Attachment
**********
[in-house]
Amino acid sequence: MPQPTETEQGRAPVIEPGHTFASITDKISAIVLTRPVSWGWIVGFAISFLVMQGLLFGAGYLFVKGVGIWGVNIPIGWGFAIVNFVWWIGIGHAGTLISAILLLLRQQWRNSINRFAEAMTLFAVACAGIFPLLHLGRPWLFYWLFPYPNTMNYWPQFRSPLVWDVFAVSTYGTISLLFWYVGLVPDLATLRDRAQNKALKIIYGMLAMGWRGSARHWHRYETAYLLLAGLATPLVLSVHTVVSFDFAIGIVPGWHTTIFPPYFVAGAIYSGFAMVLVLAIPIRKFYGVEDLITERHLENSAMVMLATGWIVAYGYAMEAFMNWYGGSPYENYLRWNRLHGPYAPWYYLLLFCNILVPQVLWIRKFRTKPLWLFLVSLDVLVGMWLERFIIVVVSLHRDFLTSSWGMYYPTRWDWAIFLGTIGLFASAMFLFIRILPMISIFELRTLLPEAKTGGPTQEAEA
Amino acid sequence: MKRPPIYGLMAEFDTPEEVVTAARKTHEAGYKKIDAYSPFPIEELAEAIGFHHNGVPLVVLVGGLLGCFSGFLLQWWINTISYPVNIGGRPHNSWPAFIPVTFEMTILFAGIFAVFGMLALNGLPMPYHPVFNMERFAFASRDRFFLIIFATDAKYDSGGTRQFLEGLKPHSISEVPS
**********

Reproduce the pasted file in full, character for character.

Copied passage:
[in-house]
Amino acid sequence: MPQPTETEQGRAPVIEPGHTFASITDKISAIVLTRPVSWGWIVGFAISFLVMQGLLFGAGYLFVKGVGIWGVNIPIGWGFAIVNFVWWIGIGHAGTLISAILLLLRQQWRNSINRFAEAMTLFAVACAGIFPLLHLGRPWLFYWLFPYPNTMNYWPQFRSPLVWDVFAVSTYGTISLLFWYVGLVPDLATLRDRAQNKALKIIYGMLAMGWRGSARHWHRYETAYLLLAGLATPLVLSVHTVVSFDFAIGIVPGWHTTIFPPYFVAGAIYSGFAMVLVLAIPIRKFYGVEDLITERHLENSAMVMLATGWIVAYGYAMEAFMNWYGGSPYENYLRWNRLHGPYAPWYYLLLFCNILVPQVLWIRKFRTKPLWLFLVSLDVLVGMWLERFIIVVVSLHRDFLTSSWGMYYPTRWDWAIFLGTIGLFASAMFLFIRILPMISIFELRTLLPEAKTGGPTQEAEA
Amino acid sequence: MKRPPIYGLMAEFDTPEEVVTAARKTHEAGYKKIDAYSPFPIEELAEAIGFHHNGVPLVVLVGGLLGCFSGFLLQWWINTISYPVNIGGRPHNSWPAFIPVTFEMTILFAGIFAVFGMLALNGLPMPYHPVFNMERFAFASRDRFFLIIFATDAKYDSGGTRQFLEGLKPHSISEVPS